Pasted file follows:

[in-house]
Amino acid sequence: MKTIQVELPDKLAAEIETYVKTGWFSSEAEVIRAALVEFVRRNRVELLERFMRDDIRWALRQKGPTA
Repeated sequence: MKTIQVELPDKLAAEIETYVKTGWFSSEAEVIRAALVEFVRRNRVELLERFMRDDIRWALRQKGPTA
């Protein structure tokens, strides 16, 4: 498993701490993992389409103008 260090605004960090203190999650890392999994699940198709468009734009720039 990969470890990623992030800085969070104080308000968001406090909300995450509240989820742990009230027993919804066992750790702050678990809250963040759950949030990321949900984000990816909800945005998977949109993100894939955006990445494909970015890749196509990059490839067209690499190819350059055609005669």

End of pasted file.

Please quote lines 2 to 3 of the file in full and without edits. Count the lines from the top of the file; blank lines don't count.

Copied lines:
Amino acid sequence: MKTIQVELPDKLAAEIETYVKTGWFSSEAEVIRAALVEFVRRNRVELLERFMRDDIRWALRQKGPTA
Repeated sequence: MKTIQVELPDKLAAEIETYVKTGWFSSEAEVIRAALVEFVRRNRVELLERFMRDDIRWALRQKGPTA